This special guest post was provided by Dr Eelco Doornbos, a researcher at the Delft University of Technology, The Netherlands. Dr Doornbos works on the faculty of Aerospace Engineering, and his work includes converting GOCE data into observations of air density and wind speed in the upper atmosphere.

The foreword was provided by GOCE Mission Manager Dr Rune Floberghagen.

The fact that GOCE kept functioning so well for nearly the entire de-orbiting phase opens exciting new science opportunities as illustrated by this blog entry. ESA will make sure all data relevant to the investigation of this phase are made readily available to the scientific community as soon as possible. Likewise, we will use these data to further investigate the re-entry dynamics and modelling.
– RF

Photo of GOCE reentering the atmosphere taken by Bill Charter in the Falklands at 21:20 local time on 11 November.

Photo of GOCE reentering the atmosphere taken by Bill Charter in the Falklands at 21:20 local time on 10 November.

Dr Eelco Doornbos, TU Delft

I am very excited to learn that GOCE has continued to send back measurements at very low altitudes until just hours before its reentry. The accelerometer measurements will be especially interesting. We will convert these to information on the atmospheric density and wind speed, using an aerodynamic model of the satellite.

The resulting density and wind information is used to improve models of the upper atmosphere. These models are used in the design of future space missions, and in mission operations, for example to prevent collisions between satellites and space debris.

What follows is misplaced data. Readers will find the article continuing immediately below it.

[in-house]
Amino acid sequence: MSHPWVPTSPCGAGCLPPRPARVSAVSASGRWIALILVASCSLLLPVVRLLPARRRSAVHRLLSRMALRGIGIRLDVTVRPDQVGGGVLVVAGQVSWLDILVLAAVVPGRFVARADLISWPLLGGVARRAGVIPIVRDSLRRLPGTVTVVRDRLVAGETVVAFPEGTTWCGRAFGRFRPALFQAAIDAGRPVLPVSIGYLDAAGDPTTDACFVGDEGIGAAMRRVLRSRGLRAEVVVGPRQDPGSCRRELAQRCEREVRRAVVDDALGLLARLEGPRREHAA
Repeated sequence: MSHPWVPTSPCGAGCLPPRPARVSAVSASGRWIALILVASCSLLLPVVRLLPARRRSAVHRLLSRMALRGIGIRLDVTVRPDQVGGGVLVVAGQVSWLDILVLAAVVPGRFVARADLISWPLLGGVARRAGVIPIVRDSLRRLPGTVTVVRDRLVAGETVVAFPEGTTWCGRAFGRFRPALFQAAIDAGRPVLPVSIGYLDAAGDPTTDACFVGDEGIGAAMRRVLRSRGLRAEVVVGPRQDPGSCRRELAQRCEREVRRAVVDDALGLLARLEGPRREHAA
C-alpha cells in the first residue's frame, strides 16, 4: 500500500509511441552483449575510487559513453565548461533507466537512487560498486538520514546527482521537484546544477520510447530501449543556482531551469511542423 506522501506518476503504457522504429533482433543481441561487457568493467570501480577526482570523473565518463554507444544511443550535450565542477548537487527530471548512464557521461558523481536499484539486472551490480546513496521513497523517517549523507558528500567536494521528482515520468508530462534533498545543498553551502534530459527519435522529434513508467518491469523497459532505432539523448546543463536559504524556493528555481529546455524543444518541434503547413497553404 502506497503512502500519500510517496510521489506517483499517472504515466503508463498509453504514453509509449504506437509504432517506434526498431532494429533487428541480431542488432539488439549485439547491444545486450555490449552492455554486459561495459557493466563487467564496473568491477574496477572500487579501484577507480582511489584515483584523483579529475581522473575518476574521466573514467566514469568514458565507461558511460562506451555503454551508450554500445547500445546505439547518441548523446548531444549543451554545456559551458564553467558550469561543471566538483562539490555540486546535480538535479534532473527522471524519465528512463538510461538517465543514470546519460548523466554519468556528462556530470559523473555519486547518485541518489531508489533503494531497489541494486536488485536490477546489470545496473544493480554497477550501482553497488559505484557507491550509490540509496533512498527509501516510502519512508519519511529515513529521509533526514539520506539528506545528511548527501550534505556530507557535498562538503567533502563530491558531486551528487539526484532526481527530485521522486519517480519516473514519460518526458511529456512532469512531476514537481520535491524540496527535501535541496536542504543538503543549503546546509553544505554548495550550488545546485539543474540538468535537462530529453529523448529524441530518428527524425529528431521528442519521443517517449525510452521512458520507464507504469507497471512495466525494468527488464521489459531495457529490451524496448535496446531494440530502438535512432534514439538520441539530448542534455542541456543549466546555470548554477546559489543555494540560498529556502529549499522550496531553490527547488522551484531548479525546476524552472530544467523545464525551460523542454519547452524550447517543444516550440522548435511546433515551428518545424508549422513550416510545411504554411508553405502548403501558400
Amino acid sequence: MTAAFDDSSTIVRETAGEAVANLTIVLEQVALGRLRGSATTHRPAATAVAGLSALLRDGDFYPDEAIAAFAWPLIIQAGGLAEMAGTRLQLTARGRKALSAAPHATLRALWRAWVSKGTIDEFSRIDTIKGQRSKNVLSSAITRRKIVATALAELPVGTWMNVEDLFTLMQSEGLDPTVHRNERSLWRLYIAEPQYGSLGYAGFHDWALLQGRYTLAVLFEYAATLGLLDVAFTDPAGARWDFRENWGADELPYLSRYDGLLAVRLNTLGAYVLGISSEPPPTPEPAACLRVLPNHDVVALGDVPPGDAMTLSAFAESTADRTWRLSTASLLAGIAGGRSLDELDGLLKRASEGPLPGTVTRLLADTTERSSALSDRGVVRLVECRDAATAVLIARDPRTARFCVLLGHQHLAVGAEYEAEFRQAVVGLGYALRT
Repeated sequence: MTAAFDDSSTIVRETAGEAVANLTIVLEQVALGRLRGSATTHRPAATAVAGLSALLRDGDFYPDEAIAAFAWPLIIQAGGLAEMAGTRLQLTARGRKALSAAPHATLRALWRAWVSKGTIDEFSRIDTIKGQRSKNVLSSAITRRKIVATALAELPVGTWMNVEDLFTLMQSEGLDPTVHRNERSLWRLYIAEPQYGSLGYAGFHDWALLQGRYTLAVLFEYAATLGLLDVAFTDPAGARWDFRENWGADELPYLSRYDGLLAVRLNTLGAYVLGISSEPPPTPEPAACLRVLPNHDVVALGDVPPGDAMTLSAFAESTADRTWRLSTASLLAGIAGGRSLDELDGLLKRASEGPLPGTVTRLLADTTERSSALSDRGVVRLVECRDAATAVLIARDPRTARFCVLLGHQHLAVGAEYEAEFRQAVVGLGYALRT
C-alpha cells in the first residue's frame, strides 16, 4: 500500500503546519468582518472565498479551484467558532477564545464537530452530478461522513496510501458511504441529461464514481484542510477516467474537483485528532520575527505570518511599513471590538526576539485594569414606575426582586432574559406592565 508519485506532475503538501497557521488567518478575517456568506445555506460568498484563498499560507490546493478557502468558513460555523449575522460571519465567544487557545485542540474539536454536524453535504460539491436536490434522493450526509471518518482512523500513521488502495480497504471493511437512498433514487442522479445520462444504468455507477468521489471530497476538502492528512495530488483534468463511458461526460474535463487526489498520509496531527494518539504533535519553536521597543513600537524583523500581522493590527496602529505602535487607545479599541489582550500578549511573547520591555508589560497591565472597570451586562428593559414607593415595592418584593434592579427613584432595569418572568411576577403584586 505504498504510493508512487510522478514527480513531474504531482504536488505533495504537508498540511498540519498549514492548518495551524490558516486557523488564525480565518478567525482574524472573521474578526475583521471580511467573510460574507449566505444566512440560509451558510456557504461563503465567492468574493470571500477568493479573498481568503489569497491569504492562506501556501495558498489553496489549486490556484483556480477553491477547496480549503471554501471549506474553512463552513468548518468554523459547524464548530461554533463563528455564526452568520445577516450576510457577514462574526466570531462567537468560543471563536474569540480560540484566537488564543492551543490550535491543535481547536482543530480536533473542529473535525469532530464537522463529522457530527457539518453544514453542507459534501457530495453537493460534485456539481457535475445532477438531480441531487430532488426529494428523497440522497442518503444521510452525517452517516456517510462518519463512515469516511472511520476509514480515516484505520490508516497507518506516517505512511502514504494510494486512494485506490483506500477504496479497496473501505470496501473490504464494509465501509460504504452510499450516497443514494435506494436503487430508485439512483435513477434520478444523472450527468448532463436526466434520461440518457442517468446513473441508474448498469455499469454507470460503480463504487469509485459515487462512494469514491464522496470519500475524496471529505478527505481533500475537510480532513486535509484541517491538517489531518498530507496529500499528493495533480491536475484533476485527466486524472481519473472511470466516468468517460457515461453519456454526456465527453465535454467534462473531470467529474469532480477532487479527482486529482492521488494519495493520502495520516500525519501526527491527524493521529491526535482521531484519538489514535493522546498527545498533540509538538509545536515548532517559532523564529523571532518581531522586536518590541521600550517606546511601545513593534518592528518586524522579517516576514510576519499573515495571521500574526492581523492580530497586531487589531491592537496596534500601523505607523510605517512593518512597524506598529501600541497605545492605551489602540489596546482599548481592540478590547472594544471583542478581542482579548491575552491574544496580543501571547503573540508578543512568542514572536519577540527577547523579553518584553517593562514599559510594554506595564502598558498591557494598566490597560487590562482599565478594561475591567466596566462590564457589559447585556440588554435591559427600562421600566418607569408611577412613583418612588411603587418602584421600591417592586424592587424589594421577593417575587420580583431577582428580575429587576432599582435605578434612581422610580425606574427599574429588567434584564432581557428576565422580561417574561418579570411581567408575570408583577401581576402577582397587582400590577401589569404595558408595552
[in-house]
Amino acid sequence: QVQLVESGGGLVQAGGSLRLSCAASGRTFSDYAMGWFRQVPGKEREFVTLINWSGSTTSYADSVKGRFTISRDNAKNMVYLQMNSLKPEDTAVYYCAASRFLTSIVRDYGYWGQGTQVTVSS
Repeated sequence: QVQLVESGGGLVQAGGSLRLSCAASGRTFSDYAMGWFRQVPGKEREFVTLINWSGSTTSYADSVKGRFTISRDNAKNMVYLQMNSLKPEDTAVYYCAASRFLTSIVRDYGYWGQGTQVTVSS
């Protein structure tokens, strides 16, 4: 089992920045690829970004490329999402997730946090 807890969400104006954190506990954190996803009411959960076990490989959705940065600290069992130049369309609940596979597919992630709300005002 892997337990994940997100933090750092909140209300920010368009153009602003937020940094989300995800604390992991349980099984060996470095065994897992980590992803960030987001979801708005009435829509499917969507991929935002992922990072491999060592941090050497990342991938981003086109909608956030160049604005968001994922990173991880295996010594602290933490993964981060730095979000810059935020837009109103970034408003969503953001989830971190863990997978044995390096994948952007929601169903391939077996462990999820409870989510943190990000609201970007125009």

Eelco Doornbos, Technical University Delft, NL Credit: E. Doornbos

Eelco Doornbos, Technical University Delft, NL Credit: E. Doornbos

At the start of the mission, at 270 km, GOCE was already the lowest flying satellite to provide detailed acceleration data.

A couple of days before re-entry, below 180 km altitude, the accelerations occasionally started to become too large for the very sensitive instrument. Additional acceleration measurements, although with more and more such outages, were made down to 150 km. Information on the accelerations with a lower resolution and precision will be retrieved from the satellite’s GPS receivers as well. The precise GPS data were last received from an altitude of around 130 km.

You can imagine that it is very difficult to get measurements at these altitudes, because most satellites will not be able to operate there like GOCE did, and even GOCE only passed through the region within a very short time span.

The aerodynamic analysis of the data might be difficult, because the satellite was transitioning through different aerodynamic regimes. The effort will be worth it, because this altitude range is scientifically interesting for many reasons. For instance, the extreme ultraviolet sunlight which drives the variability of density at higher altitudes is absorbed here. We hope to gain insight in how weather patterns in the lower atmosphere influence the upper atmosphere when atmospheric waves pass through this region as well.

A final application of this unique data set is in re-entry modelling. The GOCE re-entry was already modelled before its launch, so that we knew more or less what to expect yesterday. The results of that modelling effort can now be compared with accurate data, so that we can try to improve the modelling for future re-entries.